Even if you feel you need the help of a professional fiduciary, the trust needs to be of a sufficient size to make it worthwhile for a bank or trust company to serve as trustee or co-trustee. If the trust has assets of less than 250,000 to 300,000 U.S. dollars, it is probably too small to pay the costs associated with professional trust administration. If the trust has assets of 500,000 U.S. dollars or more and will require investment management services, it is probably the type of trust a bank or trust company will want to administer.
After you determine whether the trust has sufficient assets to pay the fees of a professional trustee, the next step is determining what types of services you want the bank or trust company to provide. For a list of trustee duties, refer to our successor trustee checklist form.
One of the primary reasons to use a professional fiduciary is to manage the investment portfolio for the trust. If you do not have the necessary financial background, skills or time to select appropriate trust investments, buy and sell investments for the trust, and handle required distributions to beneficiaries, you may need to retain a bank or trust company to ensure the duties of trustee are properly performed.
While there are several advantages to using a professional trustee for trust administration, those advantages come at a substantial cost. Before hiring a bank or trust company, consider whether it is necessary to pay for the services of a professional fiduciary to ensure trust assets are properly managed and the duties of trustee are properly performed.
A trustee can be held liable for making imprudent investments, mishandling trust funds, breaching the fiduciary duties of a trustee, and for a variety of other reasons. For an overview of how you can potentially be held financially liable as a trustee, as well as reasons you may want to hire a bank or trust company, see
List of Trust Administration Services
Before contacting a bank or trust company to ask for a quote on trust administration fees, become familiar with the types of services you want them to provide. The following is a list of trust administration services typically available from banks and trust companies:
1. Performing all services as sole trustee or performing limited services as co-trustee. For a list of services that may be required, go to Trustee Checklist. A professional trustee can assume all responsibilities for administering the trust or can provide only specific services you require, such as serving as co-trustee with the person named as successor trustee in the trust document. The scope of services is something you will need to agree upon with the professional fiduciary.2. Provide investment management services to invest and manage trust assets. If trust assets will be invested in individual stocks and bonds, mutual funds, ETF's, real estate or similar types of investments, a bank or trust company can provide financial expertise and manage the portfolio of trust assets.3. Prepare trust tax returns. See Schedule K-1 Trust Estate.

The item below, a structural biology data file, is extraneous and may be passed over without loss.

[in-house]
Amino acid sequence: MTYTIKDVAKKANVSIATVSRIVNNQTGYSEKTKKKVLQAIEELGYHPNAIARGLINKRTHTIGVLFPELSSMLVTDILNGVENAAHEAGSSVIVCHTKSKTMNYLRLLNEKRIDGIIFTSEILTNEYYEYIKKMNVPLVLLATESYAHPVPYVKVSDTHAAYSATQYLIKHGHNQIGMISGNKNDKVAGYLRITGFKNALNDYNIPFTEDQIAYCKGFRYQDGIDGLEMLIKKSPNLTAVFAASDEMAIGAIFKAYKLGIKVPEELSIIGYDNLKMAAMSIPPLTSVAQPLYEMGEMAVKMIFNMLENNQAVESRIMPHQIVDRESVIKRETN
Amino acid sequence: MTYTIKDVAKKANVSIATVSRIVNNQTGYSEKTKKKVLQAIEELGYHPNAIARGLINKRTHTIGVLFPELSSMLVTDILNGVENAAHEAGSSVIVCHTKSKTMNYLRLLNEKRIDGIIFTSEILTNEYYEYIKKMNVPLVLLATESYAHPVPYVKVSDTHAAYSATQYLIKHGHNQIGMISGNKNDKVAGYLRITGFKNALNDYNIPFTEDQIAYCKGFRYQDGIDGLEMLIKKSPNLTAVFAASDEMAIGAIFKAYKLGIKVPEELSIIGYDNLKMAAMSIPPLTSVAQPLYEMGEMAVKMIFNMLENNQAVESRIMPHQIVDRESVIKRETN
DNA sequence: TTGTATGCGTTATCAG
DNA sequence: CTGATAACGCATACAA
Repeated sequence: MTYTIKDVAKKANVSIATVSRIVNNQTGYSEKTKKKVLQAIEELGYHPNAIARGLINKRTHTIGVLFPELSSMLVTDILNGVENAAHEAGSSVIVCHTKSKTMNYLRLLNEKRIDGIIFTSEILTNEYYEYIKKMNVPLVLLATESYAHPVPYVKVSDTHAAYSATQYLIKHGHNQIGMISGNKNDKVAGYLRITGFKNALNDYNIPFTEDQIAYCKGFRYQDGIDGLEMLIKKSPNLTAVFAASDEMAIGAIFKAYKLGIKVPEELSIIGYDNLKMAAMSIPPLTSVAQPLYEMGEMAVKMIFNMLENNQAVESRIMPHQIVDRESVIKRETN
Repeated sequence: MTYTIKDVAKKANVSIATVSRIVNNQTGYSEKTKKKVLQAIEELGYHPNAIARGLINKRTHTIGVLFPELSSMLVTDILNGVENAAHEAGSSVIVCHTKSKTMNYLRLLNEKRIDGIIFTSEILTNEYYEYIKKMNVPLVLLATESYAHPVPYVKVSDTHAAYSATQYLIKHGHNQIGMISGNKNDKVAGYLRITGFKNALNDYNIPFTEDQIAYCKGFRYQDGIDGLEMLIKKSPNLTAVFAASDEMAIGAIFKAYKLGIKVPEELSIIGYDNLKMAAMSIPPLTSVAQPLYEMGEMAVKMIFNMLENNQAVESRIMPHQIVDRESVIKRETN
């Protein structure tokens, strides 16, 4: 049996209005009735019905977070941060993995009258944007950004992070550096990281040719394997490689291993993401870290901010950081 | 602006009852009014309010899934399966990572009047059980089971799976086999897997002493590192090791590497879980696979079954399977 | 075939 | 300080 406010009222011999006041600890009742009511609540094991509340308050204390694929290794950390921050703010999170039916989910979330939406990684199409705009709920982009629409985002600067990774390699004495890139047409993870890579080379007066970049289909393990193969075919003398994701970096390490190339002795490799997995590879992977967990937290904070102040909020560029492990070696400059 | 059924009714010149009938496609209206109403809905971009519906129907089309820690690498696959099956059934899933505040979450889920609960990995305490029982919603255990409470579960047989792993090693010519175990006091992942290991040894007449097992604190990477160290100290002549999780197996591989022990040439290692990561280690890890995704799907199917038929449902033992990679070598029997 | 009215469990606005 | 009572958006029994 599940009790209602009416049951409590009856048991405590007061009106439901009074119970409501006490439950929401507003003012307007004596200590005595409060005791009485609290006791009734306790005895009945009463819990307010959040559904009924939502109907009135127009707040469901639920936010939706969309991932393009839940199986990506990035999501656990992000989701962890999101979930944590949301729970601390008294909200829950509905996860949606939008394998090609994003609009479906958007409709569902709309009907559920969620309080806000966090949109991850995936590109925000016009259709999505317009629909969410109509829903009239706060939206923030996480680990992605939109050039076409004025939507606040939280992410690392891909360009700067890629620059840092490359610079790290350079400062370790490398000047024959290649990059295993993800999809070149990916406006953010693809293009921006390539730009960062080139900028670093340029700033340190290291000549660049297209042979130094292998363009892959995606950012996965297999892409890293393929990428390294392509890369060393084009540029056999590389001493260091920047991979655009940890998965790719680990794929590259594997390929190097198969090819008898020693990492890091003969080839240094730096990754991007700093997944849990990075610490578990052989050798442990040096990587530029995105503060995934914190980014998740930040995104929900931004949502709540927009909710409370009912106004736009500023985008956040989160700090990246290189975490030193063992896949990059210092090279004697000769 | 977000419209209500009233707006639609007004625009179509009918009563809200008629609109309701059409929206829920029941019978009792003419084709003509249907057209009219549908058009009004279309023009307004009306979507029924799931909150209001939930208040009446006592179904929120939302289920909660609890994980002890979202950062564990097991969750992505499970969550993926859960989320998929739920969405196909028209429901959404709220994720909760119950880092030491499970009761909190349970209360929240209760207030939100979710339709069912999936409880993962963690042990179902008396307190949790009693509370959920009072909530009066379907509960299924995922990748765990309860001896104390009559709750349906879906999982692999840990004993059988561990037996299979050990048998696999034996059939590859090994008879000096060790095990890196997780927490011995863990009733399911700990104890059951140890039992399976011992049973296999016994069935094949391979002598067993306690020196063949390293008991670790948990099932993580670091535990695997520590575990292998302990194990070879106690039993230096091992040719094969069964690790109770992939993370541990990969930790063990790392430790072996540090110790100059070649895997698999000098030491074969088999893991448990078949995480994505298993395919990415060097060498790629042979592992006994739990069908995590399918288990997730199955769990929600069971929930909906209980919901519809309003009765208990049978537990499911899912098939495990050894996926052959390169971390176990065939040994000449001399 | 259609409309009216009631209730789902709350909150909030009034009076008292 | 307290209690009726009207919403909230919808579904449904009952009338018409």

4. Handle distributions to trust beneficiaries. See
Trust Distribution Letter.5. Provide a regular trust accounting, provide required reports to beneficiaries, and prepare other communications to beneficiaries.
Negotiating Trust Administration Fees
If the trust has a substantial amount of assets, you should try to negotiate the fee arrangement with the bank or trust company. For example, if the firm is going to charge a percentage of trust assets as a fee, the fee percentage should decrease as the trust assets increase above certain thresholds, such as one million dollars and above. The higher the value of assets in the trust, the more leverage you should have in negotiating the fees.
List of Trust Companies
For an overview of what to expect when you hire a professional fiduciary for estate and trust administration and a list of trust companies you can contact for a fee quote, refer to our article on
Disputes With Trustees Over Fees
If you have a dispute with a bank or trust company over fees for trust administration or financial services, carefully review all documents and contracts relating to the services. Retain copies of all emails, text messages, letters, and other communications relating to hiring the professional trustee, as well as communications made during administration of the trust.If you have questions about what trustees are entitled to be paid for their services, review
fees trustees bill charge. To find applicable laws on what a trustee can charge for trust administration, refer to state statutes, such as the state trust code. If you need legal advice regarding a potential dispute with the trustee over fees and expenses, consult a licensed probate lawyer or estate planning attorney.